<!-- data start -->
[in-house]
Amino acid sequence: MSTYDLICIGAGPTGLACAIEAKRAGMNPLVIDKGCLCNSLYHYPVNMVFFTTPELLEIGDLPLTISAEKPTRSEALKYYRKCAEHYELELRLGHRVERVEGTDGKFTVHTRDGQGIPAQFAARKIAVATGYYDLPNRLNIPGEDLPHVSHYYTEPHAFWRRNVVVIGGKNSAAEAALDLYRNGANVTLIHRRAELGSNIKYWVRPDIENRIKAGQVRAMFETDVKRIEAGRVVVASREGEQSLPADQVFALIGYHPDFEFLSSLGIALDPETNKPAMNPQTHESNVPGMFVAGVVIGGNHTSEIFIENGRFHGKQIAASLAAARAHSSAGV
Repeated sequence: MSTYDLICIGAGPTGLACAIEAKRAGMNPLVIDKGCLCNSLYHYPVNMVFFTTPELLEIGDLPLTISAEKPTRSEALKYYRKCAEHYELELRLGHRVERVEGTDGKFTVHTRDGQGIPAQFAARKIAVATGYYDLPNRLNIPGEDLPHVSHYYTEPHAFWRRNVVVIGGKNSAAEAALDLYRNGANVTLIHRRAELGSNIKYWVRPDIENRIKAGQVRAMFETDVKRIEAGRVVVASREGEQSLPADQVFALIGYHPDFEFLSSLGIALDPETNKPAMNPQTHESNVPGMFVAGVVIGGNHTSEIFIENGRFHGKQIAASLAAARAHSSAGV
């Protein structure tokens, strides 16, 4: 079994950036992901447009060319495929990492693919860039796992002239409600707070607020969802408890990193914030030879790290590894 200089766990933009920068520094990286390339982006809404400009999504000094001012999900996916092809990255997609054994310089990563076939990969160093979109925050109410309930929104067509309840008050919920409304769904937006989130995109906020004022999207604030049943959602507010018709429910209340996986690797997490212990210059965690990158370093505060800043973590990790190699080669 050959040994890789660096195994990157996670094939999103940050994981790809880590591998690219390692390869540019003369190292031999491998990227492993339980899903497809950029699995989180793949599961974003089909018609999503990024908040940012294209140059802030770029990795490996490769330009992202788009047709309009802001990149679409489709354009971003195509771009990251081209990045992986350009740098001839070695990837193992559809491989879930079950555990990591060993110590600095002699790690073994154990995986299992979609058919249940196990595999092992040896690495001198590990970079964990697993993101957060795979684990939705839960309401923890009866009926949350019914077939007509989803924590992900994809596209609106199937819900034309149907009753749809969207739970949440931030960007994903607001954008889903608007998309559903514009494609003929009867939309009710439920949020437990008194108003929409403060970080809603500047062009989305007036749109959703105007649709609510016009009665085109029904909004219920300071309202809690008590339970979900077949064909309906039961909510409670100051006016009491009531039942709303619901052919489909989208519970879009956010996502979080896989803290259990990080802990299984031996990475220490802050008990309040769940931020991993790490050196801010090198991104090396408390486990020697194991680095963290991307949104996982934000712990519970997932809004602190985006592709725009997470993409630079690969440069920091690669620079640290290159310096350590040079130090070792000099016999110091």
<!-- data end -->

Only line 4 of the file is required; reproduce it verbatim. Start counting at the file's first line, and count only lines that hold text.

């Protein structure tokens, strides 16, 4: 079994950036992901447009060319495929990492693919860039796992002239409600707070607020969802408890990193914030030879790290590894 200089766990933009920068520094990286390339982006809404400009999504000094001012999900996916092809990255997609054994310089990563076939990969160093979109925050109410309930929104067509309840008050919920409304769904937006989130995109906020004022999207604030049943959602507010018709429910209340996986690797997490212990210059965690990158370093505060800043973590990790190699080669 050959040994890789660096195994990157996670094939999103940050994981790809880590591998690219390692390869540019003369190292031999491998990227492993339980899903497809950029699995989180793949599961974003089909018609999503990024908040940012294209140059802030770029990795490996490769330009992202788009047709309009802001990149679409489709354009971003195509771009990251081209990045992986350009740098001839070695990837193992559809491989879930079950555990990591060993110590600095002699790690073994154990995986299992979609058919249940196990595999092992040896690495001198590990970079964990697993993101957060795979684990939705839960309401923890009866009926949350019914077939007509989803924590992900994809596209609106199937819900034309149907009753749809969207739970949440931030960007994903607001954008889903608007998309559903514009494609003929009867939309009710439920949020437990008194108003929409403060970080809603500047062009989305007036749109959703105007649709609510016009009665085109029904909004219920300071309202809690008590339970979900077949064909309906039961909510409670100051006016009491009531039942709303619901052919489909989208519970879009956010996502979080896989803290259990990080802990299984031996990475220490802050008990309040769940931020991993790490050196801010090198991104090396408390486990020697194991680095963290991307949104996982934000712990519970997932809004602190985006592709725009997470993409630079690969440069920091690669620079640290290159310096350590040079130090070792000099016999110091």